Are PayPal Fees Tax Deductible? Let's Find Out...

5

Min Read

Tom Smery

Are PayPal fees tax deductible? If you are a freelancer or small business that uses PayPal to collect payments for services, this is an important question for you during tax time. Simply put, PayPal fees add up. Every time you receive money through PayPal, the fees are deducted from your payments.

Yes, PayPal fees related to collecting money from customers or clients and operating your business are, in fact, deductible and will reduce taxable income. Let's explore which processing fees you can deduct when you do your PayPal taxes.

Note: if you want to automatically track and record all your tax deductions, try Bonsai Tax. With our software, we can scan your bank account/credit card receipts to find potential tax write-offs and keep detailed records for the IRS. Users typically save $5,600 from their tax bill with our tool. Try a 14-day free trial here.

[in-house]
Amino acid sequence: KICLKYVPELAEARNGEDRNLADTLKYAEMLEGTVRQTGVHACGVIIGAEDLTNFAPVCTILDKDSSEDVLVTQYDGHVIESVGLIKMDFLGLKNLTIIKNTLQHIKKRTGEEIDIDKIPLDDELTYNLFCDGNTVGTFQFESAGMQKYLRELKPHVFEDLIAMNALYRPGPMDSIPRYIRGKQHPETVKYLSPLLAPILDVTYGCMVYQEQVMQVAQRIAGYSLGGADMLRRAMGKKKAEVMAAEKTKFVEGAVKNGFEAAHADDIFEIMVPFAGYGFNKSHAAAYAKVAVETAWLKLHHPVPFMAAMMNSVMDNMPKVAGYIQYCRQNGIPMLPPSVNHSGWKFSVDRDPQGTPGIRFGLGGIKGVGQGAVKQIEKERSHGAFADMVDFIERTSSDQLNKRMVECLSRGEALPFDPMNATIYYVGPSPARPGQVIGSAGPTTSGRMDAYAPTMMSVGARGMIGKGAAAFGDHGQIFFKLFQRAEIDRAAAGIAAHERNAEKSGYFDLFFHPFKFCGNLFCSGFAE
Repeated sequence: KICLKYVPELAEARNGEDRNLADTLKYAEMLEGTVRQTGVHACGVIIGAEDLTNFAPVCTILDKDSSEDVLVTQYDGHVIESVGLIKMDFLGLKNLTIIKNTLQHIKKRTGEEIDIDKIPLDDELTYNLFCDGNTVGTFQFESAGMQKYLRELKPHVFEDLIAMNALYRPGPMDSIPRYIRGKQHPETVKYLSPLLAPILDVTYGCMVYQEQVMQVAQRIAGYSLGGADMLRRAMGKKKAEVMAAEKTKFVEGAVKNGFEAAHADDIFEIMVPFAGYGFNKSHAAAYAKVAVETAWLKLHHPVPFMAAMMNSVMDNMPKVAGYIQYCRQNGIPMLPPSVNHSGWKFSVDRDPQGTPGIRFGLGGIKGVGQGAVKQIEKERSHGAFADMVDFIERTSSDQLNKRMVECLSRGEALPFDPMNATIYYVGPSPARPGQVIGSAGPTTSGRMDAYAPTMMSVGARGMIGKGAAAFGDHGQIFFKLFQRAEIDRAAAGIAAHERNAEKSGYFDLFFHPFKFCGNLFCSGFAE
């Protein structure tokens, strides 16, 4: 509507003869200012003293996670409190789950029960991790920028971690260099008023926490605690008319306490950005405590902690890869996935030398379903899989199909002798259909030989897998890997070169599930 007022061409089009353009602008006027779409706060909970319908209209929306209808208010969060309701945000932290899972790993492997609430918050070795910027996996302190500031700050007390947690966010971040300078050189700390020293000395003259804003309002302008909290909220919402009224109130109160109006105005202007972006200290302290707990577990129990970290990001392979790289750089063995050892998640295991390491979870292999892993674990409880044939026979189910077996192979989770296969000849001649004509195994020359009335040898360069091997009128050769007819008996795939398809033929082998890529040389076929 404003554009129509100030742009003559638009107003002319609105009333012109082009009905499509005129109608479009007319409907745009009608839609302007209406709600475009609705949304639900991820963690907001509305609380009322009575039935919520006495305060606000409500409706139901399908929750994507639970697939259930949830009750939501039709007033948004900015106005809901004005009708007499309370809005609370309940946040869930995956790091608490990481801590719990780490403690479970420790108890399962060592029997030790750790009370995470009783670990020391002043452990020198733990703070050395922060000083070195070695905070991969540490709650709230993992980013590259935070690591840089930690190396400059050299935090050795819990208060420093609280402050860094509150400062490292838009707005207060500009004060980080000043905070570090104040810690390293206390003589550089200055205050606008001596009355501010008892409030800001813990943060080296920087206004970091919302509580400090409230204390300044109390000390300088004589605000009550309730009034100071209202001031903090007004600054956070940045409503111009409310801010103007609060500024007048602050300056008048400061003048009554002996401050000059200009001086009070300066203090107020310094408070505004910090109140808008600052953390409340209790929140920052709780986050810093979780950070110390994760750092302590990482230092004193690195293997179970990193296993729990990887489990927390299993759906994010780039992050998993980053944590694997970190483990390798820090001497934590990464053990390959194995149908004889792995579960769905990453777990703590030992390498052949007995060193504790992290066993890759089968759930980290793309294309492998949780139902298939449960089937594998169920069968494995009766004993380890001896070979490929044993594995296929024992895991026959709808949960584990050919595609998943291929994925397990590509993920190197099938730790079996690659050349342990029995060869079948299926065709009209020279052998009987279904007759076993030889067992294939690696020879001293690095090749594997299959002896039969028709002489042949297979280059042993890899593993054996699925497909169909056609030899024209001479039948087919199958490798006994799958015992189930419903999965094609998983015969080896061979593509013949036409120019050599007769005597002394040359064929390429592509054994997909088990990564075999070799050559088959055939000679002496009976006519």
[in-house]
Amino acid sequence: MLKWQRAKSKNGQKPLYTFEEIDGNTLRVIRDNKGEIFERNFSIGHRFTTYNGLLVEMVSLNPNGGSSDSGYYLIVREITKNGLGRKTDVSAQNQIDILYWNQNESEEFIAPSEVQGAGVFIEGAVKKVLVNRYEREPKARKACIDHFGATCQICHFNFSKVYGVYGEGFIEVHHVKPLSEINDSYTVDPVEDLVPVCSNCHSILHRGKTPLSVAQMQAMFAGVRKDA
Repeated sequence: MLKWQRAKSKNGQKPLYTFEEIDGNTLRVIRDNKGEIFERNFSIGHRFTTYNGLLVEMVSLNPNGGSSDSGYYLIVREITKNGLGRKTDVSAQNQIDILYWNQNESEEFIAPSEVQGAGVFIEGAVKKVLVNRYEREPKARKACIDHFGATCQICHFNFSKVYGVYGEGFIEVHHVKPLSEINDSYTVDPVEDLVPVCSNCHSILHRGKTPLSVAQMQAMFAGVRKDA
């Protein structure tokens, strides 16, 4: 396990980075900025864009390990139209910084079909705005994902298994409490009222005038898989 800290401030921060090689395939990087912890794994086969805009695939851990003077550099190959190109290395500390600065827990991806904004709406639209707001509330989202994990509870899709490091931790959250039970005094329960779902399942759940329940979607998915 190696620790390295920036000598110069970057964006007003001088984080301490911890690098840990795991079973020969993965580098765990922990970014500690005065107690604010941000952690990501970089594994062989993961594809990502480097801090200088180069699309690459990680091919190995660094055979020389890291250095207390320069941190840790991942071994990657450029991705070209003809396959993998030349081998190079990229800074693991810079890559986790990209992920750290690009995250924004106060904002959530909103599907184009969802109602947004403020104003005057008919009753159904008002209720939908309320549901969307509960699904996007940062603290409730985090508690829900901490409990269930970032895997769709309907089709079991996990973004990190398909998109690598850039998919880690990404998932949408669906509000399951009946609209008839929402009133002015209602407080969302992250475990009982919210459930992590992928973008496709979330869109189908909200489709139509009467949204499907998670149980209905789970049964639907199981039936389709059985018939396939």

Tax Deductions For PayPal Fees

Fees are calculated based on the transaction's TOTAL AMOUNT. PayPal deducts their charge from the Total Amount and puts the leftover balance into your PayPal Account when someone pays you. After you've received the cash, you can use them however you wish, such as withdrawing them to a bank account, requesting a paper check, or making an online transaction.

For instance, if you sold an item for $100 and the total amount of the sale was $100, you'll receive the payment minus the fees.  PayPal processing fees given to your business can be reported on Schedule C as Business Income, usually as "Other Income."

Similarly, the PayPal fees you pay are shown as "Other Expenses" under "Business Expenses."